Straight line quilting is a simple and effective way to finish your quilts. You can do it on a home machine, and you only have to worry about moving your quilt in one direction. Play with the width between your lines of stitching for a denser or more airy effect.
So you've decided to frame your finished embroidery in a hoop — good choice! Your artwork will be easy to hang, and easy to frame. Inexpensive bamboo hoops work great for framing, but you can use any hoop you like.
The chain stitch is one of the most basic building blocks of crochet. You can use it as a starting or foundation chain and work stitches into it, or chain between stitches as part of a larger stitch pattern.
Double crochet is one of the basic crochet stitches, and you'll use it frequently both by itself and as part of other stitch patterns. Just keep track of how many yarn overs you're making and when you're pulling loops through, and you'll be all set.
The make one (M1) increase is a pretty common increase in knitting — it increases one stitch by working into the row below. The increase can either slant to the left (M1L), as we'll demonstrate here, or to the right (M1R).
The centered double decrease (cdd) does just what the name says — you start with three stitches and decrease down to one. The resulting stitch is centered, which means it doesn't lean to the right or the left. You may also see this stitch referred to as s2kp, or slip 2, knit, pass — this is just another way to describe the same stitch!
Using pins will help you keep your fabric in place until you've had a chance to actually sew it together. Remember, never sew over your pins — for safety, you should always remove them as you get to them.
Chain piecing is fast, saves thread and can lead to more accurate piecing. By feeding one pair of fabric directly after the next, and piecing in batches rather than pressing after each seam, you’ll find your quilts come together in a flash.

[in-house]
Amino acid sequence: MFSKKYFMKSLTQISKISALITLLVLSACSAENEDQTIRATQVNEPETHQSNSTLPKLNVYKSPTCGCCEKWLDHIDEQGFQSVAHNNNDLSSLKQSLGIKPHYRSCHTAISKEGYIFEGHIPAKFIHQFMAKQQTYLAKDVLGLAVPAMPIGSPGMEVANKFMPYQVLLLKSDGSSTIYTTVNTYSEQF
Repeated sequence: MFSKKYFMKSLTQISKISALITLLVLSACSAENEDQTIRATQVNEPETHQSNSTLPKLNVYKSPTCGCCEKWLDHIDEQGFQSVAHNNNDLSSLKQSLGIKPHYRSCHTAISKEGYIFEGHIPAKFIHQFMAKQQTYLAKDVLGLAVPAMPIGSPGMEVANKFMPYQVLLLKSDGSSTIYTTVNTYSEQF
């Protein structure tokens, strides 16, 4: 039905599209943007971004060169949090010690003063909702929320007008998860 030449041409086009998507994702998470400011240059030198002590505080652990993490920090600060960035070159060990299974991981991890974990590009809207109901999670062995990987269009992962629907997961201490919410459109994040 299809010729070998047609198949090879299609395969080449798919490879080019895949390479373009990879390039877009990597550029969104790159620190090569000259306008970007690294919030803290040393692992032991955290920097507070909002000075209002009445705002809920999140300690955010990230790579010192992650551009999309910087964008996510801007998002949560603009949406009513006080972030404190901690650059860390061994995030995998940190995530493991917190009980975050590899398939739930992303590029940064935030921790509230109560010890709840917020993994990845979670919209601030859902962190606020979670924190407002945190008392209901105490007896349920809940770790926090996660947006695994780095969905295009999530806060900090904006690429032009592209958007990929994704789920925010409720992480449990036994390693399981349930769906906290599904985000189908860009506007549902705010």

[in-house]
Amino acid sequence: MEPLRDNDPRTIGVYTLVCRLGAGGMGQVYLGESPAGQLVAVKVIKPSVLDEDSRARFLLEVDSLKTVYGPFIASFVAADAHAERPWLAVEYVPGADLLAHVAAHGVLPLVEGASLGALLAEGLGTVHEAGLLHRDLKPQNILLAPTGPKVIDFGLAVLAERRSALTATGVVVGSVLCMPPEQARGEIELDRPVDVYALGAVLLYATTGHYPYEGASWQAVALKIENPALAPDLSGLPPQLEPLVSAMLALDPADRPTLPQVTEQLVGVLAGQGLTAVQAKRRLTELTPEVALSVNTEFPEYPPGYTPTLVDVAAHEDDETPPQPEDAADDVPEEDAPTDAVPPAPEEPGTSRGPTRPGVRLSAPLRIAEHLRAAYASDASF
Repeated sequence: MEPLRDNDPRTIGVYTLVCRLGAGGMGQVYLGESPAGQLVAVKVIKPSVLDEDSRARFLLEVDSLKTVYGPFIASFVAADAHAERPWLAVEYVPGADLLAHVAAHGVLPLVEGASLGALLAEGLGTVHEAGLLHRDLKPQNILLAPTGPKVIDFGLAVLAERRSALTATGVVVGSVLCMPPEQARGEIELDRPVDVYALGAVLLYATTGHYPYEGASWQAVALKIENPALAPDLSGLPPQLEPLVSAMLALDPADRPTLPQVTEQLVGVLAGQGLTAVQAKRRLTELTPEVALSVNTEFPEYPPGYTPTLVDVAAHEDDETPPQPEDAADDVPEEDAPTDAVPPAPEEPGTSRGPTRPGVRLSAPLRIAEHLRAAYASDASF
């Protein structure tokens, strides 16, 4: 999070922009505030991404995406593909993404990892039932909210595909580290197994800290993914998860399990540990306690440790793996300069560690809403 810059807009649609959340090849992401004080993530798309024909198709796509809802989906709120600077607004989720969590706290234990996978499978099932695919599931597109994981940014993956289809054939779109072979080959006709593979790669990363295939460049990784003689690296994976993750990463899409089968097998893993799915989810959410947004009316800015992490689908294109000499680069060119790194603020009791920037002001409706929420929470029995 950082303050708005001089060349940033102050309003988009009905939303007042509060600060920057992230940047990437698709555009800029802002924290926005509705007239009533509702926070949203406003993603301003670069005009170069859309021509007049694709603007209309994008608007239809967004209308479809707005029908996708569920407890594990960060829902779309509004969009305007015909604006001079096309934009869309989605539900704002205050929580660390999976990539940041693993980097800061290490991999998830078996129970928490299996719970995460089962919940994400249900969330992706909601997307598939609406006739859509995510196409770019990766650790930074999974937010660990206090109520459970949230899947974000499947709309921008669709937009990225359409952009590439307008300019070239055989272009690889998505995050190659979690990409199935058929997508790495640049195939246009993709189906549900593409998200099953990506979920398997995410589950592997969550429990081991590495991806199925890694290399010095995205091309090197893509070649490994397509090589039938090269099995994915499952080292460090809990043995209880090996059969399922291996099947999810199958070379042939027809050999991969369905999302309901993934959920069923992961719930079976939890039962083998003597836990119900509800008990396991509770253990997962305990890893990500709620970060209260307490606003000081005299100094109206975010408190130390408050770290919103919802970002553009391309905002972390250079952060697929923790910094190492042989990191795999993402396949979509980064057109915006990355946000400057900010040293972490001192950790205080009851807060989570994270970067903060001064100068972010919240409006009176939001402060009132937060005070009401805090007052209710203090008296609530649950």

The make one (M1) increase is a pretty common increase in knitting — it increases one stitch by working into the row below. The increase can either slant to the right (M1R), as we'll demonstrate here, or to the left (M1L).
Pretty much any pattern you knit will tell you to "weave in your ends." But what does that even mean?! Securing your ends on the wrong side of the fabric without knotting them is a crucial step, but don't let it stress you out. Here's our go-to method.
Half-square triangles, or HSTs, are fundamental quilt units used in many classic block designs, from the pinwheel to the friendship star. Learn to make them two-at-a-time for double the fun in half the time.
As a newbie quilter, nine-patch blocks are one of the first you'll learn to make. It's easy to pull together, and learning this technique will give you a design that's versatile, traditional and trendy all at the same time.
Fact: the nicer you are to your sewing machine, the better it will behave. And if you want it to stay in tip-top shape, it's important to give it a good cleaning. Here's what you should be doing about every eight hours of use.
Pressing seams helps keep your quilt top flat for easier quilting. While you'll use a bunch of different methods throughout the quilting process, this one helps control bulk when a lot of them intersect.
Stitch in the ditch is a beginner-friendly technique for anyone just learning how to quilt. And when we say easy, we mean it: All you do is sew along the seam lines that join your quilt blocks — aka the ditch — so you have a clear (and usually straight) path to stitch! Bonus: stitching in the ditch adds extra stability to your quilt, it can be done before you add decorative quilting, or you can leave it as a design all its own. Hello, triple threat!
Mattress stitch is our go-to for vertical seams — it's invisible, and works kind of like a magic zipper. Just thread your needle through each edge, then tighten up your thread and watch that seam disappear.